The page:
Th Minister of Education in Liberia is an old woman out of step with current educational standards.  The inistry itself is a delapidated building with no electricity or running water.  That being said, Presdient Srleaf has filled her cabinet wit huseless andincompetent friends who are unable to effectively manage anything.  while she spends her time travelling  abroad, Liberians are dying from corruption and poverty.  All the president's  sons  and ffriends are in government  drawing salaries of about $10,000 a month and she refuses to fire this Minister of education for her dismal failutre becasue she is an old friend. 

greenjenkins
greenjenkins

@TIME: All 25,000 applicants fail University of Liberia's entrance exam | ti.me/19KVfyp - thinking abt education, war, credibility

owinewton
owinewton

@TIME @TIMENewsFeed The exam itself scores a failing grade. The cut off points and "meritocracy" were arbitrary, not correlated to anything

teralex42
teralex42

Being a retired educator I suspect one of two things: faulty exam design  or the educational system and the university  staff who set the criteria have not communicated at all with each other for many years!

Champagne
Champagne

Can anyone say CORRUPTION. I am certain corruption runs rampant throughout Liberia including their educational system. It's systemic strife and wickedness.

vortex100
vortex100

Not one intelligent soul out of 25000 applicants? Something is very fishy here. Even in the most destitute nations there are a few very smart people, especially out of a number as high as 25000. Something is wrong. and it is likely not the applicants. I don't trust this at all.

trivialtony
trivialtony

THAT will teach them to copy off their neighbor's paper.

GeraldLarey
GeraldLarey

Sounds like a Trump University...after all fees are paid, of course.

EllenieAsh
EllenieAsh

The Problem is not in the past but in the Present and Future.    What can be done to bring these students into the Freshman level of education.  
If the only problems are in Mathematics and English, then the University must offer a year of supplementary instruction in these areas and any others to bring them to the Freshman levels.  That way the Preparation will be accomplished and those who have followed through with the instruction can go into the Next Freshman Class.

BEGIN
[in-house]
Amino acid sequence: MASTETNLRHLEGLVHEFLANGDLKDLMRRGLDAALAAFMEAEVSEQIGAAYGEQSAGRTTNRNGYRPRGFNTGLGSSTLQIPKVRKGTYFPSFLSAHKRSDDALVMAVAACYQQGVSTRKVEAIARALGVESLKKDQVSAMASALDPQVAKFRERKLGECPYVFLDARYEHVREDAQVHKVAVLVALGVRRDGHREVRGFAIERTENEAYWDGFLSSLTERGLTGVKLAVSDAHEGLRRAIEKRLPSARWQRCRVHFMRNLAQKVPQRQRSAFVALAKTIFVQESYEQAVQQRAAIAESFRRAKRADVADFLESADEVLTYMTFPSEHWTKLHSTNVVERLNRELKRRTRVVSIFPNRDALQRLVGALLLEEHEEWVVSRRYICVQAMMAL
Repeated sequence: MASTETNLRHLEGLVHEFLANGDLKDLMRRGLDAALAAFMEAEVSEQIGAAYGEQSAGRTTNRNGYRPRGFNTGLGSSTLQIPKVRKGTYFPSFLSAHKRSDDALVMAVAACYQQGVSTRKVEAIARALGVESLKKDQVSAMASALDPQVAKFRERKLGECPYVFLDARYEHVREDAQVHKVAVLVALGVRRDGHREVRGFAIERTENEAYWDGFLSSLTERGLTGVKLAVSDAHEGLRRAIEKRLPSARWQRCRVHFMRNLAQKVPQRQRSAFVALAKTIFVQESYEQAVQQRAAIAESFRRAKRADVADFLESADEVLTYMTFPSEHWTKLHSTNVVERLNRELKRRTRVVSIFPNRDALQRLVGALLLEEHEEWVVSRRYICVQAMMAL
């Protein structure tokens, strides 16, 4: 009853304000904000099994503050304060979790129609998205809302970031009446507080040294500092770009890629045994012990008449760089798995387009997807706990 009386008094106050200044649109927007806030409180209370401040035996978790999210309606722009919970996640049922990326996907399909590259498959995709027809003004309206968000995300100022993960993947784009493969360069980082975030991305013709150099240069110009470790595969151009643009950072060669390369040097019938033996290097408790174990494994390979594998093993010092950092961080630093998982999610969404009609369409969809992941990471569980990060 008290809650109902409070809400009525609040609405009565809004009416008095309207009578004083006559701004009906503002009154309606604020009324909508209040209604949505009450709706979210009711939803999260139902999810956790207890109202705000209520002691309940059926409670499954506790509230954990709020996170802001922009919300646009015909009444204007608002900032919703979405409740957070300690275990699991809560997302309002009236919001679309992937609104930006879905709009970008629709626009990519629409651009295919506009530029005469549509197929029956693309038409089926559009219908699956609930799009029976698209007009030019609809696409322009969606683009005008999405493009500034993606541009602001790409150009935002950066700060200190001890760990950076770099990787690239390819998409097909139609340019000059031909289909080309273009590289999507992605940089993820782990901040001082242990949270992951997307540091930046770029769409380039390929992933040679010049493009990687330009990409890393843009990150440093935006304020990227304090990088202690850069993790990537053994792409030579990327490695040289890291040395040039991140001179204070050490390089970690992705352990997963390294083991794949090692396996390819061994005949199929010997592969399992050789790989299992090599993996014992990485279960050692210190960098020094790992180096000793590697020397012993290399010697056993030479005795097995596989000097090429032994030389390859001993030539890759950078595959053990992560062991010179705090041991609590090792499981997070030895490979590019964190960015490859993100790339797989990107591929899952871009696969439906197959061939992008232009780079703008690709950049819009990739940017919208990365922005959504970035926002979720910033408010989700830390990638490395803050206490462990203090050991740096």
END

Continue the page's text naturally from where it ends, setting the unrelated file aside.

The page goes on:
Raaheli
Raaheli

@madayo Dayo. I miss you. stop this long distance foolishness.

Karl
Karl

Liberia was settled by literate freed slaves from the US South before the Civil War, they setup a state that lasted under the rule of their descendants for over a century. They had a civil war something like 20 years ago where the natives killed most of that literate class, I believe the President of Liberia's heart was eaten by some of the rebels. So there is history here explaining a lack of educational opportunities. It might be helpful to include quick doses of history to put stories in context. Under the current government Liberia has an honest, hard working and good president, but the poor woman has to handle a cesspool  of troubles from poverty to environmental degradation by an ever growing population and also the exploitation by a few to enrich themselves at the expense of everybody else. These kinds of problems require thought out organized help from Western nations that could provide it and make a world of difference. But we know that aint gonna happen. So expect more of the same in the long run. The same, meaning, a continuing downward spiral of from bad enough, to even worse.

okayfine
okayfine

@teralex42 Is it at all possible that the teachers may be equally as unprepared as the students they teach?

cjh2nd
cjh2nd

@teralex42 

or, just maybe, their school system failed them. just because the schools suck doesn't mean they should lower the standards to let kids in because that makes university degrees worthless. you have to have a certain level of knowledge to go to university. none of these kids do. letting them in just to let them in doesn't accomplish a thing. it's like social promotion. look how that turned out

RobertSF
RobertSF

@Karl But don't forget that the literate freed slaves that settled in Liberia then proceeded to treat the local natives like slaves too. Two centuries later, the local natives finally had it with being treated like second class citizens.

Karl
Karl

@RobertSF @Karl You are 100% correct. I thought I implied but maybe not well enough.

RobertSF
RobertSF

@Karl I guess you did, reading it again. Cheers. :)